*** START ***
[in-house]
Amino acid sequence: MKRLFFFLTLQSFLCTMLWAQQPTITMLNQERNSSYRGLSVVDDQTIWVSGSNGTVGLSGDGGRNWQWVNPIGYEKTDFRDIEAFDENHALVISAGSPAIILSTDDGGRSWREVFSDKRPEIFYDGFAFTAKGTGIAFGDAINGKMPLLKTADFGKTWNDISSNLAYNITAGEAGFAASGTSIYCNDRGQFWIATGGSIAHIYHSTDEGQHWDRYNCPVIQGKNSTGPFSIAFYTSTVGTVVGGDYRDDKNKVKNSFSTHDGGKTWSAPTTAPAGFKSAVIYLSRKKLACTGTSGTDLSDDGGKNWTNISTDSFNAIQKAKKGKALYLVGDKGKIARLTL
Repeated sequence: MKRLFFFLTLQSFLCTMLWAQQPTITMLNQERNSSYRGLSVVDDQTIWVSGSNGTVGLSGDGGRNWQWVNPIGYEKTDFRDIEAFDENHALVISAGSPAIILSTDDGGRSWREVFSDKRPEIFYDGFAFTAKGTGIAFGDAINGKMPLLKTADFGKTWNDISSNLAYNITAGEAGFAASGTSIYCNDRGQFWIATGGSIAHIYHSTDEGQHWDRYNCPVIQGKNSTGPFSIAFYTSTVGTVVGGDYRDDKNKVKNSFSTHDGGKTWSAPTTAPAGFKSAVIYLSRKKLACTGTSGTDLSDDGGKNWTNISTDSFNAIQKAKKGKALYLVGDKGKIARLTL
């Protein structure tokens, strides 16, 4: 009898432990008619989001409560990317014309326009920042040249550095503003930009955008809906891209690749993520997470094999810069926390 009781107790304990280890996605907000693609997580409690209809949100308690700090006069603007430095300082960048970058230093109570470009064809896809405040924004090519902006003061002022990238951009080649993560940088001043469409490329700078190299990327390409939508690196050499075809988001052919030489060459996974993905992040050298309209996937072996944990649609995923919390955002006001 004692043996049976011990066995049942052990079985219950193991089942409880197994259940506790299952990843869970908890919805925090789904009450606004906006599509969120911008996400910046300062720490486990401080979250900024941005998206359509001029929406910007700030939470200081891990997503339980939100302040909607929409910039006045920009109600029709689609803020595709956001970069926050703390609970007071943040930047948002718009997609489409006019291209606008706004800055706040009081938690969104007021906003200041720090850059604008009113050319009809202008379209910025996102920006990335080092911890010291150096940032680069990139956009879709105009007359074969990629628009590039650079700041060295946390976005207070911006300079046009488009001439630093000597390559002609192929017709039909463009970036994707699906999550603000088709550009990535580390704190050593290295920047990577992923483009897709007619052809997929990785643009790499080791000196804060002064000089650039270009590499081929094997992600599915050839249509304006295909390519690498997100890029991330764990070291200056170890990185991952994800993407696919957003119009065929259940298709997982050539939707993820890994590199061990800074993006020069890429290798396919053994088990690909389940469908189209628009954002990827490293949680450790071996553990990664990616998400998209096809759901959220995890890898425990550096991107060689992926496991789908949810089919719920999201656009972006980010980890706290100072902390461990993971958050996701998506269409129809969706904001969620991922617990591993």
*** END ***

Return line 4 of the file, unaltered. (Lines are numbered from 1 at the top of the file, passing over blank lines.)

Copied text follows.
């Protein structure tokens, strides 16, 4: 009898432990008619989001409560990317014309326009920042040249550095503003930009955008809906891209690749993520997470094999810069926390 009781107790304990280890996605907000693609997580409690209809949100308690700090006069603007430095300082960048970058230093109570470009064809896809405040924004090519902006003061002022990238951009080649993560940088001043469409490329700078190299990327390409939508690196050499075809988001052919030489060459996974993905992040050298309209996937072996944990649609995923919390955002006001 004692043996049976011990066995049942052990079985219950193991089942409880197994259940506790299952990843869970908890919805925090789904009450606004906006599509969120911008996400910046300062720490486990401080979250900024941005998206359509001029929406910007700030939470200081891990997503339980939100302040909607929409910039006045920009109600029709689609803020595709956001970069926050703390609970007071943040930047948002718009997609489409006019291209606008706004800055706040009081938690969104007021906003200041720090850059604008009113050319009809202008379209910025996102920006990335080092911890010291150096940032680069990139956009879709105009007359074969990629628009590039650079700041060295946390976005207070911006300079046009488009001439630093000597390559002609192929017709039909463009970036994707699906999550603000088709550009990535580390704190050593290295920047990577992923483009897709007619052809997929990785643009790499080791000196804060002064000089650039270009590499081929094997992600599915050839249509304006295909390519690498997100890029991330764990070291200056170890990185991952994800993407696919957003119009065929259940298709997982050539939707993820890994590199061990800074993006020069890429290798396919053994088990690909389940469908189209628009954002990827490293949680450790071996553990990664990616998400998209096809759901959220995890890898425990550096991107060689992926496991789908949810089919719920999201656009972006980010980890706290100072902390461990993971958050996701998506269409129809969706904001969620991922617990591993």